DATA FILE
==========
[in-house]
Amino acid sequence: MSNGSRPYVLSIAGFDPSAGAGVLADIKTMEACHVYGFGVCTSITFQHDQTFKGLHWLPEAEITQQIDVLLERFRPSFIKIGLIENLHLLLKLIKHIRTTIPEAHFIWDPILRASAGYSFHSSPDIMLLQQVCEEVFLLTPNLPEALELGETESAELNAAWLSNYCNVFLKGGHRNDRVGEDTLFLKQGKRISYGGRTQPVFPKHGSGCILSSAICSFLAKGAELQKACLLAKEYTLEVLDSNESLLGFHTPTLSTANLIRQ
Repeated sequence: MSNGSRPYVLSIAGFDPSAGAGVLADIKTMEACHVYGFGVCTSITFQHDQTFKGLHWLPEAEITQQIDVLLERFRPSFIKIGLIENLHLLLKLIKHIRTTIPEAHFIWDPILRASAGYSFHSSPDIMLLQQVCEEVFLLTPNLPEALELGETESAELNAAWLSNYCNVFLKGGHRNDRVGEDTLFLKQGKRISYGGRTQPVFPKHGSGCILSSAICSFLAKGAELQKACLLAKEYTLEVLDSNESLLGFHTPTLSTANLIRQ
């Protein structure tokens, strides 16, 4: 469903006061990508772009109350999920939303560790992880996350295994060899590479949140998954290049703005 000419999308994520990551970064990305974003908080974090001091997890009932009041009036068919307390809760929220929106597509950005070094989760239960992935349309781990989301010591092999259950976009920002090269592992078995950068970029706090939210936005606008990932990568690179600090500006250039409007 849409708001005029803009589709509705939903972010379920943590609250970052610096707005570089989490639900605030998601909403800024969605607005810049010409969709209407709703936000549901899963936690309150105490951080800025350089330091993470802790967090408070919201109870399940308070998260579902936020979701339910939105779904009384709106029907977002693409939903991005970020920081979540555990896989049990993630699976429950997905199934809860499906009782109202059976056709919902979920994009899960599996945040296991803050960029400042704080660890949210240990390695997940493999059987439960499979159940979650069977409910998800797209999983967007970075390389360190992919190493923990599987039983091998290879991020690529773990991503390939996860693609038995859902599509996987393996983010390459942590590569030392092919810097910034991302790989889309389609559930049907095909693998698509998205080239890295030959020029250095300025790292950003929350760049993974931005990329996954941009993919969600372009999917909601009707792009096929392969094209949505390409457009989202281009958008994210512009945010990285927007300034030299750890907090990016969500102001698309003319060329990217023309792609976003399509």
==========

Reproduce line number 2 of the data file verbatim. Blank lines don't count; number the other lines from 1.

Amino acid sequence: MSNGSRPYVLSIAGFDPSAGAGVLADIKTMEACHVYGFGVCTSITFQHDQTFKGLHWLPEAEITQQIDVLLERFRPSFIKIGLIENLHLLLKLIKHIRTTIPEAHFIWDPILRASAGYSFHSSPDIMLLQQVCEEVFLLTPNLPEALELGETESAELNAAWLSNYCNVFLKGGHRNDRVGEDTLFLKQGKRISYGGRTQPVFPKHGSGCILSSAICSFLAKGAELQKACLLAKEYTLEVLDSNESLLGFHTPTLSTANLIRQ